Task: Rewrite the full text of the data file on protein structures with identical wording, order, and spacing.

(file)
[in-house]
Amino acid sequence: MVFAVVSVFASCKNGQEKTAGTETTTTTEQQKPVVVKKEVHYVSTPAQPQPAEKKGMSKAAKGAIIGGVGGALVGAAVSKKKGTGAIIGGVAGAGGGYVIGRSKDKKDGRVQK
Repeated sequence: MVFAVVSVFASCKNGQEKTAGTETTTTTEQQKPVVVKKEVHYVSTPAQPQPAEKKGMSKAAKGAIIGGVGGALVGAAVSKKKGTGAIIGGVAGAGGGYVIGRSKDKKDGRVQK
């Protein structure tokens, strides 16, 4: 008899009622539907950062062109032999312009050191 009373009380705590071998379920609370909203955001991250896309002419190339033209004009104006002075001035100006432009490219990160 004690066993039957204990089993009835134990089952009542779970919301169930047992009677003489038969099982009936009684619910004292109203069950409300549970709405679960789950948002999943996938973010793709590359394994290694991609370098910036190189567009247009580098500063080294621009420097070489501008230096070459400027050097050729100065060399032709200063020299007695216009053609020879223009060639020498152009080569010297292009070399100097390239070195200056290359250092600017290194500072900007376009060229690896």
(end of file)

[in-house]
Amino acid sequence: MVFAVVSVFASCKNGQEKTAGTETTTTTEQQKPVVVKKEVHYVSTPAQPQPAEKKGMSKAAKGAIIGGVGGALVGAAVSKKKGTGAIIGGVAGAGGGYVIGRSKDKKDGRVQK
Repeated sequence: MVFAVVSVFASCKNGQEKTAGTETTTTTEQQKPVVVKKEVHYVSTPAQPQPAEKKGMSKAAKGAIIGGVGGALVGAAVSKKKGTGAIIGGVAGAGGGYVIGRSKDKKDGRVQK
């Protein structure tokens, strides 16, 4: 008899009622539907950062062109032999312009050191 009373009380705590071998379920609370909203955001991250896309002419190339033209004009104006002075001035100006432009490219990160 004690066993039957204990089993009835134990089952009542779970919301169930047992009677003489038969099982009936009684619910004292109203069950409300549970709405679960789950948002999943996938973010793709590359394994290694991609370098910036190189567009247009580098500063080294621009420097070489501008230096070459400027050097050729100065060399032709200063020299007695216009053609020879223009060639020498152009080569010297292009070399100097390239070195200056290359250092600017290194500072900007376009060229690896």